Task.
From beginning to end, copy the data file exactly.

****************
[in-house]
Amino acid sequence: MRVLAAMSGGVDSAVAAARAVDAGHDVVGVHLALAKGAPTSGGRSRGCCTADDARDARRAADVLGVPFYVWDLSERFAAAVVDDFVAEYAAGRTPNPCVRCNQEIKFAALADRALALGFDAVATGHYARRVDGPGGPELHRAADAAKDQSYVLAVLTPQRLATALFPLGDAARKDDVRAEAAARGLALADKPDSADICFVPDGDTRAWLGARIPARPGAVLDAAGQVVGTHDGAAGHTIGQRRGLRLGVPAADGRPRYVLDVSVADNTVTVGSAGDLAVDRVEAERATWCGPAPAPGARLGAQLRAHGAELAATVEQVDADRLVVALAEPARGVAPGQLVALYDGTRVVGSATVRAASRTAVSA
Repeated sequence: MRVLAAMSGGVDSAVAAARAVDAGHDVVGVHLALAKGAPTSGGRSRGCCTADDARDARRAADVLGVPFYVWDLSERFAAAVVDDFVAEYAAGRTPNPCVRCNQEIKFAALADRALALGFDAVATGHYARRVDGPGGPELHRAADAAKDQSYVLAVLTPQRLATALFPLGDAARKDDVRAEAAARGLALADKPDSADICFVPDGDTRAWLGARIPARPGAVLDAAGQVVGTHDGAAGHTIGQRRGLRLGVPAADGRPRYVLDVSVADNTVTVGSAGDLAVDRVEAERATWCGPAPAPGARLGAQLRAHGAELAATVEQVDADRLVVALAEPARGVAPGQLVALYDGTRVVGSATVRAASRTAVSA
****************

[in-house]
Amino acid sequence: MRVLAAMSGGVDSAVAAARAVDAGHDVVGVHLALAKGAPTSGGRSRGCCTADDARDARRAADVLGVPFYVWDLSERFAAAVVDDFVAEYAAGRTPNPCVRCNQEIKFAALADRALALGFDAVATGHYARRVDGPGGPELHRAADAAKDQSYVLAVLTPQRLATALFPLGDAARKDDVRAEAAARGLALADKPDSADICFVPDGDTRAWLGARIPARPGAVLDAAGQVVGTHDGAAGHTIGQRRGLRLGVPAADGRPRYVLDVSVADNTVTVGSAGDLAVDRVEAERATWCGPAPAPGARLGAQLRAHGAELAATVEQVDADRLVVALAEPARGVAPGQLVALYDGTRVVGSATVRAASRTAVSA
Repeated sequence: MRVLAAMSGGVDSAVAAARAVDAGHDVVGVHLALAKGAPTSGGRSRGCCTADDARDARRAADVLGVPFYVWDLSERFAAAVVDDFVAEYAAGRTPNPCVRCNQEIKFAALADRALALGFDAVATGHYARRVDGPGGPELHRAADAAKDQSYVLAVLTPQRLATALFPLGDAARKDDVRAEAAARGLALADKPDSADICFVPDGDTRAWLGARIPARPGAVLDAAGQVVGTHDGAAGHTIGQRRGLRLGVPAADGRPRYVLDVSVADNTVTVGSAGDLAVDRVEAERATWCGPAPAPGARLGAQLRAHGAELAATVEQVDADRLVVALAEPARGVAPGQLVALYDGTRVVGSATVRAASRTAVSA